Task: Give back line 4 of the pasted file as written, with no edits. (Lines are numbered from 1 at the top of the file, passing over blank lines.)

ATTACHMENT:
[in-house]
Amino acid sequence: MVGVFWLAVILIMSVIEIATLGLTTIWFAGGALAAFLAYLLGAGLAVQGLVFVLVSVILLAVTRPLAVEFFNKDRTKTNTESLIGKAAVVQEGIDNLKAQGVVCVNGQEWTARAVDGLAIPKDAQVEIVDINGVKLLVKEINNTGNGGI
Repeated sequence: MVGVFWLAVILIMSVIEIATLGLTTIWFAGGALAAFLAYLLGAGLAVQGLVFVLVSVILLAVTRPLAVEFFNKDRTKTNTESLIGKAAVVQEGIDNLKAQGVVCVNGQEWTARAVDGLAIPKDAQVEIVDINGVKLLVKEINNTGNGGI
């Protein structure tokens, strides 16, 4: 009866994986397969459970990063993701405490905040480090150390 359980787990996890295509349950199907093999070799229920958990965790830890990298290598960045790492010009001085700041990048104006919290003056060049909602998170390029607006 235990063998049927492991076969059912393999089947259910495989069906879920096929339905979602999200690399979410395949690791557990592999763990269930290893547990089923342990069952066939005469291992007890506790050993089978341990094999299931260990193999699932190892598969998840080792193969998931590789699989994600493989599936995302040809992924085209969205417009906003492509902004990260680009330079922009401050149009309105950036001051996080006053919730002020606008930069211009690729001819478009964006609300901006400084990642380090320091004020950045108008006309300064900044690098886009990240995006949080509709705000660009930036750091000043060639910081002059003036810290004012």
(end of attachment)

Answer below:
């Protein structure tokens, strides 16, 4: 009866994986397969459970990063993701405490905040480090150390 359980787990996890295509349950199907093999070799229920958990965790830890990298290598960045790492010009001085700041990048104006919290003056060049909602998170390029607006 235990063998049927492991076969059912393999089947259910495989069906879920096929339905979602999200690399979410395949690791557990592999763990269930290893547990089923342990069952066939005469291992007890506790050993089978341990094999299931260990193999699932190892598969998840080792193969998931590789699989994600493989599936995302040809992924085209969205417009906003492509902004990260680009330079922009401050149009309105950036001051996080006053919730002020606008930069211009690729001819478009964006609300901006400084990642380090320091004020950045108008006309300064900044690098886009990240995006949080509709705000660009930036750091000043060639910081002059003036810290004012």